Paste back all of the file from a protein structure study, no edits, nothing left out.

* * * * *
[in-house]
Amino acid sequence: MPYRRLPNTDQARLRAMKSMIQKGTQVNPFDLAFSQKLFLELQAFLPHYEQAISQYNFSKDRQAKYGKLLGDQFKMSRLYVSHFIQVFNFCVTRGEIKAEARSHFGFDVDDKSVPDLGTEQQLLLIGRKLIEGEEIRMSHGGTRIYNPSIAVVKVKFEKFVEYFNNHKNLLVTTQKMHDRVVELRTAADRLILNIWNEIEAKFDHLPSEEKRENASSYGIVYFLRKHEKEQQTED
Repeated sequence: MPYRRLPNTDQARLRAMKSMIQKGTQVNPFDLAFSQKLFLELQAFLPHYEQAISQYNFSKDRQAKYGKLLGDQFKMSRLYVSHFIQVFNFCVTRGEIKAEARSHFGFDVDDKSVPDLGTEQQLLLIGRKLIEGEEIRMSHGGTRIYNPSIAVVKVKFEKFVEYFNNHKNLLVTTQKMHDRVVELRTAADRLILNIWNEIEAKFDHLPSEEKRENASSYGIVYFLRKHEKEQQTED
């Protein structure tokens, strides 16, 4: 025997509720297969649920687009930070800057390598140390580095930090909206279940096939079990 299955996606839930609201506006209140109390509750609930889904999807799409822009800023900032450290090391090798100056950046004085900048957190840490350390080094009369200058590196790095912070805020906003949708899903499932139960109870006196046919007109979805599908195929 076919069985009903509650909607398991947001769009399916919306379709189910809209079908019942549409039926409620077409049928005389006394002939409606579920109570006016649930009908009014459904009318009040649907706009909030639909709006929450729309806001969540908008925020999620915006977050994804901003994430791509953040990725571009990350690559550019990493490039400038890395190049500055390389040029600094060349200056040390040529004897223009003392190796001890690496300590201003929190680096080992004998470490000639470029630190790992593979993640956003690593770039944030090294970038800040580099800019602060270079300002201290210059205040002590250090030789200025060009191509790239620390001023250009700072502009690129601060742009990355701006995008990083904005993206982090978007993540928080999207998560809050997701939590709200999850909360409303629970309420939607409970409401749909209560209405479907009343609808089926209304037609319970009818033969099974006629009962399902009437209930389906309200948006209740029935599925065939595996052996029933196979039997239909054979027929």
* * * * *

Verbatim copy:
[in-house]
Amino acid sequence: MPYRRLPNTDQARLRAMKSMIQKGTQVNPFDLAFSQKLFLELQAFLPHYEQAISQYNFSKDRQAKYGKLLGDQFKMSRLYVSHFIQVFNFCVTRGEIKAEARSHFGFDVDDKSVPDLGTEQQLLLIGRKLIEGEEIRMSHGGTRIYNPSIAVVKVKFEKFVEYFNNHKNLLVTTQKMHDRVVELRTAADRLILNIWNEIEAKFDHLPSEEKRENASSYGIVYFLRKHEKEQQTED
Repeated sequence: MPYRRLPNTDQARLRAMKSMIQKGTQVNPFDLAFSQKLFLELQAFLPHYEQAISQYNFSKDRQAKYGKLLGDQFKMSRLYVSHFIQVFNFCVTRGEIKAEARSHFGFDVDDKSVPDLGTEQQLLLIGRKLIEGEEIRMSHGGTRIYNPSIAVVKVKFEKFVEYFNNHKNLLVTTQKMHDRVVELRTAADRLILNIWNEIEAKFDHLPSEEKRENASSYGIVYFLRKHEKEQQTED
């Protein structure tokens, strides 16, 4: 025997509720297969649920687009930070800057390598140390580095930090909206279940096939079990 299955996606839930609201506006209140109390509750609930889904999807799409822009800023900032450290090391090798100056950046004085900048957190840490350390080094009369200058590196790095912070805020906003949708899903499932139960109870006196046919007109979805599908195929 076919069985009903509650909607398991947001769009399916919306379709189910809209079908019942549409039926409620077409049928005389006394002939409606579920109570006016649930009908009014459904009318009040649907706009909030639909709006929450729309806001969540908008925020999620915006977050994804901003994430791509953040990725571009990350690559550019990493490039400038890395190049500055390389040029600094060349200056040390040529004897223009003392190796001890690496300590201003929190680096080992004998470490000639470029630190790992593979993640956003690593770039944030090294970038800040580099800019602060270079300002201290210059205040002590250090030789200025060009191509790239620390001023250009700072502009690129601060742009990355701006995008990083904005993206982090978007993540928080999207998560809050997701939590709200999850909360409303629970309420939607409970409401749909209560209405479907009343609808089926209304037609319970009818033969099974006629009962399902009437209930389906309200948006209740029935599925065939595996052996029933196979039997239909054979027929």